Elizabeth J. Harper, Legislation and Regulations Division, Visa Services, Department of State, Washington, DC 20520-0106, (202) 663-1221.

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SUPPLEMENTARY INFORMATION:

What Is the Origin of the Waiver of Appearance Rule?

The Immigration and Nationality Act, section 222(e), requires that all applicants for immigrant visas appear personally before a consular officer, but leaves the question of personal appearance of nonimmigrant visa applicants to be defined by regulation. The Department's regulations state a usual requirement of personal appearance by nonimmigrant visa applicants, but for at least forty years have defined a range of applicants whose appearance may be waived by the consular officer—i.e., granted a “personal appearance waiver” or “PAW.”

What Change Is Being Made?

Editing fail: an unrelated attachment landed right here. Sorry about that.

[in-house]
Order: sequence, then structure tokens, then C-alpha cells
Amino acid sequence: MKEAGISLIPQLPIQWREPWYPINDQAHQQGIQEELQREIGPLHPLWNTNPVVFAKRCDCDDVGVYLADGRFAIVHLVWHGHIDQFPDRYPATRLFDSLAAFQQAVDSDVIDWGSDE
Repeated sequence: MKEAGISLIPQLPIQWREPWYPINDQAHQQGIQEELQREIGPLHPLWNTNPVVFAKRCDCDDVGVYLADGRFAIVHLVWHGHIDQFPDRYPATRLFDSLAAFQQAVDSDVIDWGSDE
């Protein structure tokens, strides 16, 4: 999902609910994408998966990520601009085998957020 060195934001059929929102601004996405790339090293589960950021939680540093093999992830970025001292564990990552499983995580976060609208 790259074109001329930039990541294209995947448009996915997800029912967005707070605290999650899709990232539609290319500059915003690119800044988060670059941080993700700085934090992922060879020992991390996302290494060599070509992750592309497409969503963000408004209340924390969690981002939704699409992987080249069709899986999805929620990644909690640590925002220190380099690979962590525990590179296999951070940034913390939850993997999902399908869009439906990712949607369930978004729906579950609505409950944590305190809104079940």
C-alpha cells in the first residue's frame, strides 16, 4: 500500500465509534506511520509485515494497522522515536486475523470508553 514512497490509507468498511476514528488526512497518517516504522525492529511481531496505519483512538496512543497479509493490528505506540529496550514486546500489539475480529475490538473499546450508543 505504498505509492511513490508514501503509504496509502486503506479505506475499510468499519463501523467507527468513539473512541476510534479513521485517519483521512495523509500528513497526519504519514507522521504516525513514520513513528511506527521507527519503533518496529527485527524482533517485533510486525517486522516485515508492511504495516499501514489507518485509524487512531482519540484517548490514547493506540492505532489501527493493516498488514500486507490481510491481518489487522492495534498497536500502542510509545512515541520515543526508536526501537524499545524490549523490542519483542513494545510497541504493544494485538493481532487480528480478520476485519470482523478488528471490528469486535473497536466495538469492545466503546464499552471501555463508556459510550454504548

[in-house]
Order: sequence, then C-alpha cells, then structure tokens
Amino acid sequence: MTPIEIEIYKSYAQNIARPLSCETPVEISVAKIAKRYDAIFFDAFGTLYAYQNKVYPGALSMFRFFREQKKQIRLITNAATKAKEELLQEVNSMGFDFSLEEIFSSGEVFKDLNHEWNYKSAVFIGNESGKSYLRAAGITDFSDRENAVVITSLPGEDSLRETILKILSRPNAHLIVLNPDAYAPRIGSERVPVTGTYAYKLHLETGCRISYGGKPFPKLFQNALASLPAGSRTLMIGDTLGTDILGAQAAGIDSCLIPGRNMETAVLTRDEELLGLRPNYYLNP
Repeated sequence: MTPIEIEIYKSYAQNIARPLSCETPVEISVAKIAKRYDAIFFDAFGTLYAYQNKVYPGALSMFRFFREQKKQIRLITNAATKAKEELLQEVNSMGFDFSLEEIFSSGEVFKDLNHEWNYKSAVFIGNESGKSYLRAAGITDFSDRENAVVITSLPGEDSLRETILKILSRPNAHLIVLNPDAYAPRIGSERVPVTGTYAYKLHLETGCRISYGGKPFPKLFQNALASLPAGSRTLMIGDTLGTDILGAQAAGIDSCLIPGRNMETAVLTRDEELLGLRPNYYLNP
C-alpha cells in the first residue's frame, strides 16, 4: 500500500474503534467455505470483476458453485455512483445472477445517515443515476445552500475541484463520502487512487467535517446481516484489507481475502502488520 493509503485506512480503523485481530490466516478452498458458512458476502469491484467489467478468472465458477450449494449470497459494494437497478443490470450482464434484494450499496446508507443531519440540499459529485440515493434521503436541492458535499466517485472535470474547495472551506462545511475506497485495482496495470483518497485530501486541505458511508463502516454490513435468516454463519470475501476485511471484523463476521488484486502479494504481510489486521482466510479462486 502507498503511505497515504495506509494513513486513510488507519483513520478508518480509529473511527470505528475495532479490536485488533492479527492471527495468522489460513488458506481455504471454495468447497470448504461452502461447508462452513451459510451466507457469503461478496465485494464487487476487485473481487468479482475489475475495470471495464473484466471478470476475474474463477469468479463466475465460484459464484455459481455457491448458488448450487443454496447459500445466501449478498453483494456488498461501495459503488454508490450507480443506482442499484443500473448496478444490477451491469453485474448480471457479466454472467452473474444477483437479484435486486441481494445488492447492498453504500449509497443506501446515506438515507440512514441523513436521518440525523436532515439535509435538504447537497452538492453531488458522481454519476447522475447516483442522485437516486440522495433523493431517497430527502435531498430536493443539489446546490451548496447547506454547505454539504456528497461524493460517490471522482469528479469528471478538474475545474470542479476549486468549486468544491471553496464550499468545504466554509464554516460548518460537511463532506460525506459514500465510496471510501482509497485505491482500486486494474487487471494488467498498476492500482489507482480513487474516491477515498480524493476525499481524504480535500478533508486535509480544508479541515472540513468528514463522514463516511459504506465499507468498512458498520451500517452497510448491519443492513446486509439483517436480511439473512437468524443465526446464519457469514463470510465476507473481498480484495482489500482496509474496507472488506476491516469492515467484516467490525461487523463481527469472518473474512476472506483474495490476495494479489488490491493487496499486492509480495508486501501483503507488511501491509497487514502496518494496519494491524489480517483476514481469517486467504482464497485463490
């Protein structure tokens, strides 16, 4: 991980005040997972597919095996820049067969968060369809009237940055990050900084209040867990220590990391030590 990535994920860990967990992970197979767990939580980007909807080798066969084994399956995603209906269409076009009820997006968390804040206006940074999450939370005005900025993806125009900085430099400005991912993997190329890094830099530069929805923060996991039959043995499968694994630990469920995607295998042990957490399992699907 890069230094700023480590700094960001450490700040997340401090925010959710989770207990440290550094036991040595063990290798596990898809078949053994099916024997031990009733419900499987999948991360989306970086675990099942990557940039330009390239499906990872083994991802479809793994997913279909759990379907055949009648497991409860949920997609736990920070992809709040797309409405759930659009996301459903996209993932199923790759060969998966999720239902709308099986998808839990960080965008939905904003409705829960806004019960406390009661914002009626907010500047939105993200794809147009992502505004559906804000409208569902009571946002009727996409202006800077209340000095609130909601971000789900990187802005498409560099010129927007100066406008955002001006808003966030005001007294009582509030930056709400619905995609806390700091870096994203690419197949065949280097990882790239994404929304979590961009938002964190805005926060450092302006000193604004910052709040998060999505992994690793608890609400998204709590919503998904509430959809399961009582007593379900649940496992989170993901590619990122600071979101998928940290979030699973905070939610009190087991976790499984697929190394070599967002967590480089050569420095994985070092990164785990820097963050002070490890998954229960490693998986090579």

Because of heightened security concerns in the period immediately following September 11, the Department undertook a thorough review of its visa application and issuance procedures. As a result of that review, consular officers have begun to interview a much larger percentage of nonimmigrant visa applicants than they did prior to September 11, both in response to Department internal guidance and as a result of decisions made at consular posts. Because of the continuing need to ensure that the visa process is focused on security concerns, the Department believes it is desirable to codify the changed practice into regulation and to provide a regulatory basis for further adjusting the interview exemptions through centralized direction, as appropriate. This rule is intended to reflect the current scope and use of consular and Departmental personal appearance waiver authority. This amended version of the regulation generally permits waivers of the interview by consular officers in significantly fewer kinds of cases than the regulation being amended. The one exception is that the regulation raises the age of children who may qualify for consular officer interview waivers from age 14 to age 16. Consular officers will no longer have broad discretion under regulation to grant PAWs with respect to applicants for B, C-1, H-1, I, J and crew visas. In certain circumstances, however, officers will have discretion to grant PAWs for applicants for any category of nonimmigrant visa who have previously been issued a visa in the same category for which they are applying. The amended regulation continues consular authority for granting PAWs to diplomats and officials of international organizations. Further, it will allow the Deputy Assistant Secretary for Visa Services to waive the personal appearance requirement in specific situations, i.e., when the Department determines, centrally, that the waiver would not be inconsistent with homeland security interests. Thus, the regulation effectively shifts to the Department authority to make a number of interview waiver decisions previously made at consular posts.